Patients with terminal chronic disease in the adult emergency Service of a tertiary hospital
Pacientes con enfermedad crónica terminal en el servicio de emergencia de adultos de un hospital terciario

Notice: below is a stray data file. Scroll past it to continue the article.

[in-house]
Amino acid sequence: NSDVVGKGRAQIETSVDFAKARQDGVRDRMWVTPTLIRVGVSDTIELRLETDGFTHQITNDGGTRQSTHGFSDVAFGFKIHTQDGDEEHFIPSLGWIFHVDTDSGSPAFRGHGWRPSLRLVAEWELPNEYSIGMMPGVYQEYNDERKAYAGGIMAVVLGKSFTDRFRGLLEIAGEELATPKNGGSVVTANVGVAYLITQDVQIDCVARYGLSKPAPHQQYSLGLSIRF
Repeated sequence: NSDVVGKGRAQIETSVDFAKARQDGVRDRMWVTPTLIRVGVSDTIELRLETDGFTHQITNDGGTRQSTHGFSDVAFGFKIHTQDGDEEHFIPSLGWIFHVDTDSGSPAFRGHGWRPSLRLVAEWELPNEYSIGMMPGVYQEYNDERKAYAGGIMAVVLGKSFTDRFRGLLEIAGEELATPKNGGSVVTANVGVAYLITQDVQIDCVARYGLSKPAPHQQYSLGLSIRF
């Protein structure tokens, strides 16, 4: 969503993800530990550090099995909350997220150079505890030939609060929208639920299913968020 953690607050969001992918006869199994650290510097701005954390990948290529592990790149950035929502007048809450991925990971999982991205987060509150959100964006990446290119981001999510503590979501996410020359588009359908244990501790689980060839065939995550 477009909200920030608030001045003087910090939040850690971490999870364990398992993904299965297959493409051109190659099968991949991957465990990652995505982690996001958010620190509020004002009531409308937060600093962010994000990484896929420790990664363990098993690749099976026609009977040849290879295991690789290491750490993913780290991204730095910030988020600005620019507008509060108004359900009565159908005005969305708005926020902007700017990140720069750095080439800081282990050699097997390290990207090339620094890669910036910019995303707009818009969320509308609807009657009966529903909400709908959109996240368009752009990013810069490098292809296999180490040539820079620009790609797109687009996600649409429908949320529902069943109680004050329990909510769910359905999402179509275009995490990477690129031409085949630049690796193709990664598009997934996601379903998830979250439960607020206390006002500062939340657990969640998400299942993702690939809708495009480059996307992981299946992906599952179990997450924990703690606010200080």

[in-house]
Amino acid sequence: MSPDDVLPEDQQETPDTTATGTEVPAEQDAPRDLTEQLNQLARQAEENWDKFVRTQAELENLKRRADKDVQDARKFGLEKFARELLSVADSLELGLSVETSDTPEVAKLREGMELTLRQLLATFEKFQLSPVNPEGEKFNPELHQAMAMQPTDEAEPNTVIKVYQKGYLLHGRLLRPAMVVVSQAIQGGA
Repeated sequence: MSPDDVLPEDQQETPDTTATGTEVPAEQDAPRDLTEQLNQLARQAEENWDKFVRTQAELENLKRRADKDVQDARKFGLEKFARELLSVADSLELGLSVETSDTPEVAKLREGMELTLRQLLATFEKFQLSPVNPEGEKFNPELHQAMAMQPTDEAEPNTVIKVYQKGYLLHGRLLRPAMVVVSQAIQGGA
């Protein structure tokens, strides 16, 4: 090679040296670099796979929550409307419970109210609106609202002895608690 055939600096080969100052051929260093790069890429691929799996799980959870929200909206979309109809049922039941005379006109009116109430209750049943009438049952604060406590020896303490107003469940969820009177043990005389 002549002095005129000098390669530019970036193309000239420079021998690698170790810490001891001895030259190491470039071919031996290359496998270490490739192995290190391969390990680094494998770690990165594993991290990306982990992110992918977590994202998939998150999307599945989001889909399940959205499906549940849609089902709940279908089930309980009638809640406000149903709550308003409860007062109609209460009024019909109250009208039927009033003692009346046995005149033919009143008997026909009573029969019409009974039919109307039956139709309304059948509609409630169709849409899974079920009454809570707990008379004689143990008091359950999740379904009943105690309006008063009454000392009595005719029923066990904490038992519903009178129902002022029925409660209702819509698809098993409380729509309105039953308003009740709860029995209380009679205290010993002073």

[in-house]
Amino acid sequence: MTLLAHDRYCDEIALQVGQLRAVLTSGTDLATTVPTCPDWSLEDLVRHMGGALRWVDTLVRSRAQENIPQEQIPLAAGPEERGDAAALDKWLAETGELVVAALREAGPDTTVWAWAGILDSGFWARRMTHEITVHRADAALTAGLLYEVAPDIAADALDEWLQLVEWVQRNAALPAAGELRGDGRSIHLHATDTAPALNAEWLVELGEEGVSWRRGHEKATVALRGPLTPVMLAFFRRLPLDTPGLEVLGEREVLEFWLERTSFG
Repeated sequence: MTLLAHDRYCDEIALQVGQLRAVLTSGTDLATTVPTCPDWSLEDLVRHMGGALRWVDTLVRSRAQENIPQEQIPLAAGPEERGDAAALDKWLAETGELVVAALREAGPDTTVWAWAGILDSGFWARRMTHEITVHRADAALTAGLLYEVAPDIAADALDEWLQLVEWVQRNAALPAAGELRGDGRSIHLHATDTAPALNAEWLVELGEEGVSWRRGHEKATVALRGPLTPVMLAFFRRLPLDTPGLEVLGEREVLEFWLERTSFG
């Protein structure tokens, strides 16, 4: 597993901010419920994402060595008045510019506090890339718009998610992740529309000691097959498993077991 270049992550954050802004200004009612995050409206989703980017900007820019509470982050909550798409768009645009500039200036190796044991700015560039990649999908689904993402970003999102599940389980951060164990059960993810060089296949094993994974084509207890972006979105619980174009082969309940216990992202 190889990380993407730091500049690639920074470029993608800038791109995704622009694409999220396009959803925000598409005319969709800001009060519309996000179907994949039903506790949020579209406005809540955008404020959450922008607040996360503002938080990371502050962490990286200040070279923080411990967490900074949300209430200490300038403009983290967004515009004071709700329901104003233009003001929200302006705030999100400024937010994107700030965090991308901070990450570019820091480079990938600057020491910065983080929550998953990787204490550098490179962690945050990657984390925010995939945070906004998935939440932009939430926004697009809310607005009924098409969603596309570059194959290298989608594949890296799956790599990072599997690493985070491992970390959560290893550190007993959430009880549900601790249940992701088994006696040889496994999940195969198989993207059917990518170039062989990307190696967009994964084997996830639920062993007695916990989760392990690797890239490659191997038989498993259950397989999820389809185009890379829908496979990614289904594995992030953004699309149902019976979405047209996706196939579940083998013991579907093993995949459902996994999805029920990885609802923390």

Introduction: Patients with chronic terminal disease frequently come to emergency department of reference hospitals. Objectives: To determine frequency of chronic terminal disease in patients admitted to emergency department, identify invasive procedures and compare oncological with non-oncological patients. Methods: Cross-sectional study in patients older than 18 years old, admitted to emergency department of a tertiary hospital, November 2017. Criteria for terminal disease: Clinical stage IV cancer, severe cognitive deterioration or total functional dependence plus diagnosis of dementia, neurological sequelae, dependence of oxygen, glomerular filtration rate <30 ml / min, Child C cirrhosis, or left ventricular ejection fraction <20%. Statistical analysis with Mann-Whitney U and Chi square tests. Results:10.7% (172 of 1604 admissions) of admitted patients presented criteria of chronic terminal disease, with oncological cause 21.5% (37/172) and non-oncological 78.5% (135/172). In oncological patients, the median age was 70 years and was female 59.5%, while in non-oncological 84 years and 57% of women (p <0.01 and 0.79, respectively). 41% (71/172) were admitted by shock-trauma unit, more frequently due to drowsiness and dyspnea. Invasive procedures, probably unnecessary, were identified in 21.5% (37/172 patients), orotracheal intubation and central venous catheter for inotropic were the most frequent. The average stay in emergency department was eight days, with 32% of oncological deaths and 24% of non-oncological deaths in emergency department (p = 0.43). Conclusions: 10% of patients admitted to the emergency department of a tertiary hospital have chronic terminal disease, with a greater frequency of non-oncology, probably performing unnecessary procedures in one fifth of these.
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